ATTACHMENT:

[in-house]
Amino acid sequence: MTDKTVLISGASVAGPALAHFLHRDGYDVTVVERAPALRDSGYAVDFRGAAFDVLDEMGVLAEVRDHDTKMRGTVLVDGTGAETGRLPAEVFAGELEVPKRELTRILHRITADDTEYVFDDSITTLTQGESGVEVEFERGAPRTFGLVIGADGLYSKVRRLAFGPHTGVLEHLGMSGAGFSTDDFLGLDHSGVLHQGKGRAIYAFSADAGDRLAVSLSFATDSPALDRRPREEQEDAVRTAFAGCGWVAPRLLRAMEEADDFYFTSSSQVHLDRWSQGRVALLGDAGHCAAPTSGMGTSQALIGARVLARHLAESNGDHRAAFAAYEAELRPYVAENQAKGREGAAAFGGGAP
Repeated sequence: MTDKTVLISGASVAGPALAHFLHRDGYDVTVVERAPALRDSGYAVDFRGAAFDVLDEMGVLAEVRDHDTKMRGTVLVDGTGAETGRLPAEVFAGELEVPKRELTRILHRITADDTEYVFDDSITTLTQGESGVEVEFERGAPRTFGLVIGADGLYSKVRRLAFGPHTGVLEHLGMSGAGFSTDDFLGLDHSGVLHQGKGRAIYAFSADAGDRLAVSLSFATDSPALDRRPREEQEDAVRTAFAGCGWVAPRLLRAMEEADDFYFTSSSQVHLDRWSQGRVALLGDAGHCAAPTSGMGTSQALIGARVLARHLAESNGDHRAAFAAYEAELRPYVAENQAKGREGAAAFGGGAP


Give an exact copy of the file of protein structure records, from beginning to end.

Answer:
[in-house]
Amino acid sequence: MTDKTVLISGASVAGPALAHFLHRDGYDVTVVERAPALRDSGYAVDFRGAAFDVLDEMGVLAEVRDHDTKMRGTVLVDGTGAETGRLPAEVFAGELEVPKRELTRILHRITADDTEYVFDDSITTLTQGESGVEVEFERGAPRTFGLVIGADGLYSKVRRLAFGPHTGVLEHLGMSGAGFSTDDFLGLDHSGVLHQGKGRAIYAFSADAGDRLAVSLSFATDSPALDRRPREEQEDAVRTAFAGCGWVAPRLLRAMEEADDFYFTSSSQVHLDRWSQGRVALLGDAGHCAAPTSGMGTSQALIGARVLARHLAESNGDHRAAFAAYEAELRPYVAENQAKGREGAAAFGGGAP
Repeated sequence: MTDKTVLISGASVAGPALAHFLHRDGYDVTVVERAPALRDSGYAVDFRGAAFDVLDEMGVLAEVRDHDTKMRGTVLVDGTGAETGRLPAEVFAGELEVPKRELTRILHRITADDTEYVFDDSITTLTQGESGVEVEFERGAPRTFGLVIGADGLYSKVRRLAFGPHTGVLEHLGMSGAGFSTDDFLGLDHSGVLHQGKGRAIYAFSADAGDRLAVSLSFATDSPALDRRPREEQEDAVRTAFAGCGWVAPRLLRAMEEADDFYFTSSSQVHLDRWSQGRVALLGDAGHCAAPTSGMGTSQALIGARVLARHLAESNGDHRAAFAAYEAELRPYVAENQAKGREGAAAFGGGAP